In our furry friends: dogs, cats, hamsters and so on, an excess of mites can cause flaky skin, patches of hair loss, itching, head shaking, and excessive licking of the fur. Like tea-tree oils and special shampoos can rid humans of excess face mites, so can grooming, washing, and monitoring your pets’ coats for mite infestation. If the mites are hitchhikers, and not actually native to your pet’s coat, then you might want to consult your vet for anti-parasite treatments.
We tend to think of mosquitoes as a menace to humans only — but they have a sweet spot for our pets just as much as they do for us. In fact, mosquitoes can transmit parasites such as heartworm and a type of encephalitis to dogs and horses.
In the UK, mosquitoes are just as much of a nuisance in the summertime as they are in warmer climates. Some species can even spread malaria (though infection is very rare). The same method for protecting our pets is the same as we would do for ourselves: this includes making the garden a mosquito-free zone by covering up any open water sources; removing any rubbish (where they may lay eggs), and turning off any unnecessary outside lights (mosquitoes are attracted to the light), and closing any doors and windows at dusk.
If your pet is ill, and you suspect this is from a mosquito-vector infection, then you can buy over-the-counter treatment at your local health store. If in doubt, contact your veterinarian. But prevention is better than cure, as they say. Follow these steps to protect yourself and your pets.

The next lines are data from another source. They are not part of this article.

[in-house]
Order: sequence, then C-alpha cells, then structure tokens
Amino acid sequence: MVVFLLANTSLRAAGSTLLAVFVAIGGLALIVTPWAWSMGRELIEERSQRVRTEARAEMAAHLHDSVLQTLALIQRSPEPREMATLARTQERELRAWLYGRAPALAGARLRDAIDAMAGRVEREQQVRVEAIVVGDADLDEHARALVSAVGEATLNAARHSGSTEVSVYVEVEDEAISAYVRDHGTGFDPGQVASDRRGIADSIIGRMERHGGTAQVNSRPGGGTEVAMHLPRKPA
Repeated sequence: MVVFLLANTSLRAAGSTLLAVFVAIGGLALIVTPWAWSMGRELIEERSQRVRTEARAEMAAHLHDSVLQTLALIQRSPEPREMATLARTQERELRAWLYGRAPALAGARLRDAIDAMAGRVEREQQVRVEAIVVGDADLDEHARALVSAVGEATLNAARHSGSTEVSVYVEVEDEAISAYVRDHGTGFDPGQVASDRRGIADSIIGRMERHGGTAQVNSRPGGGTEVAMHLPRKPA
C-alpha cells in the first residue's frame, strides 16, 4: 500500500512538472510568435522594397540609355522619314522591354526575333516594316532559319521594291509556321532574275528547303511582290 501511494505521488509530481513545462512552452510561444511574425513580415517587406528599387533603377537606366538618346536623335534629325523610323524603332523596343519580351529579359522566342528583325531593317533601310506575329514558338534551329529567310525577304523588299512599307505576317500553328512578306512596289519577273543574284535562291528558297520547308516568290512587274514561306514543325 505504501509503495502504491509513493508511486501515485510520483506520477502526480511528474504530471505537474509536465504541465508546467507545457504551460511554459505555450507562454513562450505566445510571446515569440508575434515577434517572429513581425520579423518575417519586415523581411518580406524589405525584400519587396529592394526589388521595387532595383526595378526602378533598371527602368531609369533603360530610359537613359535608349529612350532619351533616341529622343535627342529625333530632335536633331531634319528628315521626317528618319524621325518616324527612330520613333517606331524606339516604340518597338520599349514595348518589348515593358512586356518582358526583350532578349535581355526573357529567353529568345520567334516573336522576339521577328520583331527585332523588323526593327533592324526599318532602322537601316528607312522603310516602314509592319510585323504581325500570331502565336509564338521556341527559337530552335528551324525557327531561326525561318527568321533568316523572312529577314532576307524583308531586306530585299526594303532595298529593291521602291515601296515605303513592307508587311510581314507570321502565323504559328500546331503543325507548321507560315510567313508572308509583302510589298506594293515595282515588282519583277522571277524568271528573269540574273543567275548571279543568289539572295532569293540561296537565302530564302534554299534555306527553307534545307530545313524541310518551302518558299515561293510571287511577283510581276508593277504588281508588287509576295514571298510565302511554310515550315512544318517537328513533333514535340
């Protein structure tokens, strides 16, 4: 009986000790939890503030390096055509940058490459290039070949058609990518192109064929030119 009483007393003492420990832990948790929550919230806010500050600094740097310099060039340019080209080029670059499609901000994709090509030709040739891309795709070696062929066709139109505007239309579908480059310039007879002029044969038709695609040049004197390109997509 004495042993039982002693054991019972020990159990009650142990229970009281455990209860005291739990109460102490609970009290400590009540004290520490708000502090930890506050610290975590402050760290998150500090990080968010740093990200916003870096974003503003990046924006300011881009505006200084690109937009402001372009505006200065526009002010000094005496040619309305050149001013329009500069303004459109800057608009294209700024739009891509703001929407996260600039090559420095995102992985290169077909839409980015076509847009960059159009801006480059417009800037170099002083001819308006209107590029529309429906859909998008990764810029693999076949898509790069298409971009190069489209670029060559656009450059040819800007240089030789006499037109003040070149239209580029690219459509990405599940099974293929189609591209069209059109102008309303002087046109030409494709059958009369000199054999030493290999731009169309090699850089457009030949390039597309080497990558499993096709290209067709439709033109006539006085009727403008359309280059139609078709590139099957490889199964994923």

Cockroaches are drawn to food and live in cracks and crevices, where they can reproduce rapidly. If they don’t find any food or water, they repay the favour by smearing their bodies over every surface they can scutter over. This smearing leaves smear marks, smells and looks disgusting, and spreads disease like wildfire.
If you own a pet, make sure to clean up all of their leftover food. Got any leftovers yourself? Then bin it. In humans and cats and dogs, cockroach infestations can trigger allergies and a general feeling of unwellness — but these symptoms should subside once the infestation has been dealt with.
The jury is still out on whether bed bugs can bite pets — some people claim they are not engineered to move through thick fur, with others claiming that they can feed on cats and dogs as jubilantly as they can on humans.
For pets and humans alike, bed bug bites are not pleasant. Their bites can erupt into blisters, and cause difficulty breathing.
Contrary to popular belief, bed bugs love — and are a sign of — clean living conditions. Wash your dogs bedding at over 60 degrees Celsius to kill any eggs, and give everything a good hoover. If in doubt, call in an exterminator.
There are over 20 species of tick in the UK, and thousands across the world. The scary thing about them is, they can transmit a potentially deadly disease called Lyme disease to both pets and humans.
Ticks are woodland creatures, so in the summer, if your dog or cat has been for a run in the garden, be sure to give them a good inspection — ticks look fat and ugly, and cling to the skin after a bloodfeed. The garden is another potential infection zone in the summer, so be sure to trim the vegetation back and cut the grass short.
If your dog has been with you away on holiday, then you will want to be extra vigilant when looking out for the Brown Dog Tick, which can thrive and breed in the house. There it can cause havoc on your health, and any other pets in the vicinity. Inspect your dog for ticks and contact your vet if you suspect a tick-borne illness.